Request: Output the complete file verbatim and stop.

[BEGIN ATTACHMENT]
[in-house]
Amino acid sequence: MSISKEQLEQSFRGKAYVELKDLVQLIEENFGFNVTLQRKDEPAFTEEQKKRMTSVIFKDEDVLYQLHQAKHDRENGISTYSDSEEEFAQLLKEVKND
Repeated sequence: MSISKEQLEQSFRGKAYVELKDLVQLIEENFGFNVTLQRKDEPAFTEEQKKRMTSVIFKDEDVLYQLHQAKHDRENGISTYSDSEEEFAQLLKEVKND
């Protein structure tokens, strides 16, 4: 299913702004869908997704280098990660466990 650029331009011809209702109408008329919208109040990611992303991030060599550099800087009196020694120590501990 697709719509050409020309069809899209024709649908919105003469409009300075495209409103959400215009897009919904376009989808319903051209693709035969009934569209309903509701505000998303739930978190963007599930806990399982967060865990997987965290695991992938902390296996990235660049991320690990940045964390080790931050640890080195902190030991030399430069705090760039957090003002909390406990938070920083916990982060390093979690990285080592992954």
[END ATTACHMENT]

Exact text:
[in-house]
Amino acid sequence: MSISKEQLEQSFRGKAYVELKDLVQLIEENFGFNVTLQRKDEPAFTEEQKKRMTSVIFKDEDVLYQLHQAKHDRENGISTYSDSEEEFAQLLKEVKND
Repeated sequence: MSISKEQLEQSFRGKAYVELKDLVQLIEENFGFNVTLQRKDEPAFTEEQKKRMTSVIFKDEDVLYQLHQAKHDRENGISTYSDSEEEFAQLLKEVKND
């Protein structure tokens, strides 16, 4: 299913702004869908997704280098990660466990 650029331009011809209702109408008329919208109040990611992303991030060599550099800087009196020694120590501990 697709719509050409020309069809899209024709649908919105003469409009300075495209409103959400215009897009919904376009989808319903051209693709035969009934569209309903509701505000998303739930978190963007599930806990399982967060865990997987965290695991992938902390296996990235660049991320690990940045964390080790931050640890080195902190030991030399430069705090760039957090003002909390406990938070920083916990982060390093979690990285080592992954």